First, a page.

TEPCO’s efforts to avoid outside inspections of the unit 1 reactor have caught up with them. After it was recently pointed out to the Diet that TEPCO had lied to the investigation committee last year in an effort to avoid an inspection, now it appears one is pending.
The Diet has asked the new nuclear regulator to conduct an inspection of the isolation condenser system in unit 1 and they appear ready to do so:
“If the condensers are found to show damage consistent with shaking in an earthquake there would be case for higher standards in nuclear plant design—with important implications for existing reactors built to lesser tolerances. But the Nuclear Regulation Authority chairman warned against premature conclusions. “We will not pre-judge the investigation,” Tanaka said. He added that an investigation “is essential if we are to learn full lessons from the Fukushima nuclear accident.” “We are now discussing how to approach it,” he said.”
The possible damage to the isolation condensors would prove that the earthquake caused part of the damage to the reactors, rather than the tsunami as TEPCO has claimed. The inspections appear at least planned and TEPCO’s reputation takes yet another hit.
TEPCO made a very odd somewhat related statement to NHK recently regarding unit 4. They declared unit 4 to be stable and presented a “outside expert” as proof they were telling the truth this time. TEPCO refuses to say who this outside expert is, the person’s credentials or their relationship to TEPCO. Again TEPCO finds the worst possible way to deal with an issue.
Questions about thyroid exposure program
More questions are being raised about the accuracy and reliability of the thyroid testing being done by the Japanese government. The estimates and ratios being used are now being challenged by various experts. One issue is the iodine 131 data immediately after the accident is lacking. People were not testing for iodine exposure immediately after and data for iodine 131 levels in the environment were not collected.
This has forced researchers to rely on other data and try to make assumptions on the iodine exposure to humans. One method being used takes a cesium 137 level and attempts to estimate an iodine 131 ratio based on that. Another method involved using a small group from Iitate and Kawamata who received iodine 131 scans in late March 2011 and base estimates for exposure for others off of this.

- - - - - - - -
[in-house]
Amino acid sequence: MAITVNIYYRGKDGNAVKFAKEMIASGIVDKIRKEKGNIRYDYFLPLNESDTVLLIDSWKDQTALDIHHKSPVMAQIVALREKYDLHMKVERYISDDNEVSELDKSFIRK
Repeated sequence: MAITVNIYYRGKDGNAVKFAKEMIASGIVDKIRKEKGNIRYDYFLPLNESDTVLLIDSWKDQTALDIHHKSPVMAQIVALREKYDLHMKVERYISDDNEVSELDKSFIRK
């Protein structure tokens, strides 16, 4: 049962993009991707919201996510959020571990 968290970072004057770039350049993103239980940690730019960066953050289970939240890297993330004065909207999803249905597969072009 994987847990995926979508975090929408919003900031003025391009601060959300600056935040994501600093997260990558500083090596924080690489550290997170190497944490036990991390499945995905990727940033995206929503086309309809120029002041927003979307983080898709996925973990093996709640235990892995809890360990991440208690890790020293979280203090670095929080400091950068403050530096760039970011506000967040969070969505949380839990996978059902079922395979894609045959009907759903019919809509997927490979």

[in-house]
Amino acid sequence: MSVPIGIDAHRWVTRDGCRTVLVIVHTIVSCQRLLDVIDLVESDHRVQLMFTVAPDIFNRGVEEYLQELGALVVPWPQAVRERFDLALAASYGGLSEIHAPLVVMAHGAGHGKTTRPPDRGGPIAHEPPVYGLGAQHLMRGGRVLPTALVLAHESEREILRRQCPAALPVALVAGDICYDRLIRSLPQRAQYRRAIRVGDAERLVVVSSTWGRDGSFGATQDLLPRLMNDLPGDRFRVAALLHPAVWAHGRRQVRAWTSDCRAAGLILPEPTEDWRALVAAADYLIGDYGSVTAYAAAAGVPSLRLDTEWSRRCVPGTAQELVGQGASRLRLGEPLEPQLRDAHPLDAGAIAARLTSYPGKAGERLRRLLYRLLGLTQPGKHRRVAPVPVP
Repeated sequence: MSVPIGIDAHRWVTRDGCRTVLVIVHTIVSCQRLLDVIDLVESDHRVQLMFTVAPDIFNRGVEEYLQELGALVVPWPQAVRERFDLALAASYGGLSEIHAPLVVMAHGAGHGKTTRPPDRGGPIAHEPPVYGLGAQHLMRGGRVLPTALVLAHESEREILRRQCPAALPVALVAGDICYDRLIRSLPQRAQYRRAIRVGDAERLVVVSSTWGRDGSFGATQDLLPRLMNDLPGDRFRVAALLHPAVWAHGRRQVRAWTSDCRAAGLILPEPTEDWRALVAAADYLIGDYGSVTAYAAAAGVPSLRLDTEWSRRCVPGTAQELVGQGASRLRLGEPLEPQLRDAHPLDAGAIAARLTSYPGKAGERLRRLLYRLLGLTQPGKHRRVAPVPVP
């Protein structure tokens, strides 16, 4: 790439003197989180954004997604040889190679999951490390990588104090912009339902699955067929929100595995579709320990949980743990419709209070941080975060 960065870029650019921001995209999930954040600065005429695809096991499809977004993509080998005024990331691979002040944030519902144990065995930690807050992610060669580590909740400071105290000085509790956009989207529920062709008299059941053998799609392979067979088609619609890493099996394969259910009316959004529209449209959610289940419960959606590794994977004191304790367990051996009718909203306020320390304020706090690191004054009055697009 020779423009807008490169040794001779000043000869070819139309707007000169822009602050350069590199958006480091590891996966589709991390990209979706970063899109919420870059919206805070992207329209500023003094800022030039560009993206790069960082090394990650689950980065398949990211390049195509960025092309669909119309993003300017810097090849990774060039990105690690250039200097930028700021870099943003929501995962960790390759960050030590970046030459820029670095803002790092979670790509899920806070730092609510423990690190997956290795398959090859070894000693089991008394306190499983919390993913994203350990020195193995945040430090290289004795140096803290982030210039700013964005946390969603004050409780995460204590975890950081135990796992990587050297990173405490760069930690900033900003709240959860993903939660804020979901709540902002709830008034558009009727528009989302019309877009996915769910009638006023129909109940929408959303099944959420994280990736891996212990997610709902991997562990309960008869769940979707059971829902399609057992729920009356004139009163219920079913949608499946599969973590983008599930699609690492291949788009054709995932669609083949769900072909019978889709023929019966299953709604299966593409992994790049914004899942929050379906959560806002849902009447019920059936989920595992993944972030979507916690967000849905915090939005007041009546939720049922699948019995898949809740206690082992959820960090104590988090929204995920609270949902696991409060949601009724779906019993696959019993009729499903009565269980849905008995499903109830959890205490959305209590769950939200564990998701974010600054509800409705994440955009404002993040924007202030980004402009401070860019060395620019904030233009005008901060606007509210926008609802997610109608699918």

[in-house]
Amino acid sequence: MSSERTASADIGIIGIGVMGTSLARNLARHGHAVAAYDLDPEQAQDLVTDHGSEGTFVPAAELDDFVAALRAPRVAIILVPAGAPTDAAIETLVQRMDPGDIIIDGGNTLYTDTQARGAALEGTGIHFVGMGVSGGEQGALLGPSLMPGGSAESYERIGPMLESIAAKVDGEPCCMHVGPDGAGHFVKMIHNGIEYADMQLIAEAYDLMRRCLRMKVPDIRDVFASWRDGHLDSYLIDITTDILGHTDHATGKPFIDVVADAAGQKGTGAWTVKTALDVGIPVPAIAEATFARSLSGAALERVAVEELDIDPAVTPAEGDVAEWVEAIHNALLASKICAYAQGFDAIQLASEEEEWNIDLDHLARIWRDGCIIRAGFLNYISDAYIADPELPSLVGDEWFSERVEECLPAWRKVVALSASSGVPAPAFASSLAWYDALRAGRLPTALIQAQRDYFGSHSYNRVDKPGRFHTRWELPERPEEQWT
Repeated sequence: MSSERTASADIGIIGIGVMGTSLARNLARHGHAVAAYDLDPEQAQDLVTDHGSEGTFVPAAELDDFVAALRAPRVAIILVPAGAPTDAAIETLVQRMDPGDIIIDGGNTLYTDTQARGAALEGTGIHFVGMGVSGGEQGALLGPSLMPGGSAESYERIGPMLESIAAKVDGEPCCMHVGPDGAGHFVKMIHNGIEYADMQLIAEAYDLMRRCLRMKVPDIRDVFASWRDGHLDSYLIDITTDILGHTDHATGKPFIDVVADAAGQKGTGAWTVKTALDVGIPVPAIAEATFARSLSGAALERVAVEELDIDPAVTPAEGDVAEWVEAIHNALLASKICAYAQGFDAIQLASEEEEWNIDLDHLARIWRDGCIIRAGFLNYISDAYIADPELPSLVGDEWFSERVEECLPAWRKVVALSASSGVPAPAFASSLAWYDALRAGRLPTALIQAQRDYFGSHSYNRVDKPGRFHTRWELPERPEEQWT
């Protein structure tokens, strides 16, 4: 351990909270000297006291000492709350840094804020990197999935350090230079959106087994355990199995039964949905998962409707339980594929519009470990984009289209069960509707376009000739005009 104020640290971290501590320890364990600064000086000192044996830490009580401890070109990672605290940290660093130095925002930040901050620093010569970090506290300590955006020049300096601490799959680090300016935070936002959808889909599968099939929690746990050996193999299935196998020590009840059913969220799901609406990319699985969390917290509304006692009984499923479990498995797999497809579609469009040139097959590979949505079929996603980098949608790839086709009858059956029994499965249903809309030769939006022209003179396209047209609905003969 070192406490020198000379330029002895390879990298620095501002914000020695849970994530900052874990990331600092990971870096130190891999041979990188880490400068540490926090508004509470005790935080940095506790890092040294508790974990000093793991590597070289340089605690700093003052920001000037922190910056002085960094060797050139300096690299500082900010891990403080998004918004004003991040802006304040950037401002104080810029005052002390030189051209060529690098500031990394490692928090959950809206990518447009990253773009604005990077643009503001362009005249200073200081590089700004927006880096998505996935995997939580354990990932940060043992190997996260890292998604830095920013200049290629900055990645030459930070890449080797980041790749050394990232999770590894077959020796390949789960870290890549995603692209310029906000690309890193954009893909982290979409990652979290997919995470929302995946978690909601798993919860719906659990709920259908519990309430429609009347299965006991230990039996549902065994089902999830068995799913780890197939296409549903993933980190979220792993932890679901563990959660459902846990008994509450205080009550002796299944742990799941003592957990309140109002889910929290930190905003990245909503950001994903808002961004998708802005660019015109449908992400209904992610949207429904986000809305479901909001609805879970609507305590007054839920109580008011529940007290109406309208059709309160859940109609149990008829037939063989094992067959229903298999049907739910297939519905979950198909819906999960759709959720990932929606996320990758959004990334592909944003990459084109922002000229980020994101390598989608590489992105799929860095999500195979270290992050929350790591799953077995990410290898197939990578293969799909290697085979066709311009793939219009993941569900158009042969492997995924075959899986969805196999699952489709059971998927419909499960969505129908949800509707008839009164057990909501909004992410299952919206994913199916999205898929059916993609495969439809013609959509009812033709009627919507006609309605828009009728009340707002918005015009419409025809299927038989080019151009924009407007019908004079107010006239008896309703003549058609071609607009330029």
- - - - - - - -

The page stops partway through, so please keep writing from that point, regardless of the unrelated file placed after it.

Based on these two efforts the government has used a 3:1 ratio for their estimated doses for humans. This is critical since most of the government testing has relied on these assumptions. The NRA came up with far different ratios:
“The Nuclear Regulation Authority and other sources have said the iodine-to-cesium ratio was 10:1 in airborne materials spewed out by the Fukushima reactors. The corresponding ratios in soil are believed to have been 10:1 northwest of the nuclear plant and 50:1 south of the plant.”
The internal iodine to cesium ratio found in 50 researchers who were tested after being in the area near the reactors during the initial disaster were found to be between 1:1 and 50:1 with a median value of 11:1. Hirosaki University found even more different ratios where people had less than 1:1 ratios in a group they tested from Namie in April 2011.
These various experts called for more understanding of the issue and questioned using one dose ratio for all people when there is clearly a wide range in both the environmental ratios and human ratios. This throws all of the government testing into question. It appears that individual exposure varies even more widely than previously thought based on location and date during the disaster. So declarations by the Japanese government and WHO that no people were significantly exposed may have been premature.
Yamashita is out
Mainichi is reporting that Dr. “100 mSv” Yamashita has resigned his position within the Fukushima Health Survey. The report mentions concerns over secret meetings and some other questionable opaque actions as part of the reason for the resignation.
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